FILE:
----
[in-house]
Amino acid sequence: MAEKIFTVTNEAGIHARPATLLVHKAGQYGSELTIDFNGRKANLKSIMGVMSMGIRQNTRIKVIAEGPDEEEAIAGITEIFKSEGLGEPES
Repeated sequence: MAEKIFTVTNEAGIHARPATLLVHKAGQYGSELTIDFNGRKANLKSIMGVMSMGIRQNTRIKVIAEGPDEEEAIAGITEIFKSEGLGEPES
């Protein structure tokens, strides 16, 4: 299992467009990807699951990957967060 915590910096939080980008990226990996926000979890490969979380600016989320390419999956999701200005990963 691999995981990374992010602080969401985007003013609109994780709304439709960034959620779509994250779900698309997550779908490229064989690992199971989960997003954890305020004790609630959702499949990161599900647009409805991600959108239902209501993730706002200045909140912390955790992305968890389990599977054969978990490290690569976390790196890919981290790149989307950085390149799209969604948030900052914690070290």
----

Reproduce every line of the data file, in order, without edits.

[in-house]
Amino acid sequence: MAEKIFTVTNEAGIHARPATLLVHKAGQYGSELTIDFNGRKANLKSIMGVMSMGIRQNTRIKVIAEGPDEEEAIAGITEIFKSEGLGEPES
Repeated sequence: MAEKIFTVTNEAGIHARPATLLVHKAGQYGSELTIDFNGRKANLKSIMGVMSMGIRQNTRIKVIAEGPDEEEAIAGITEIFKSEGLGEPES
């Protein structure tokens, strides 16, 4: 299992467009990807699951990957967060 915590910096939080980008990226990996926000979890490969979380600016989320390419999956999701200005990963 691999995981990374992010602080969401985007003013609109994780709304439709960034959620779509994250779900698309997550779908490229064989690992199971989960997003954890305020004790609630959702499949990161599900647009409805991600959108239902209501993730706002200045909140912390955790992305968890389990599977054969978990490290690569976390790196890919981290790149989307950085390149799209969604948030900052914690070290």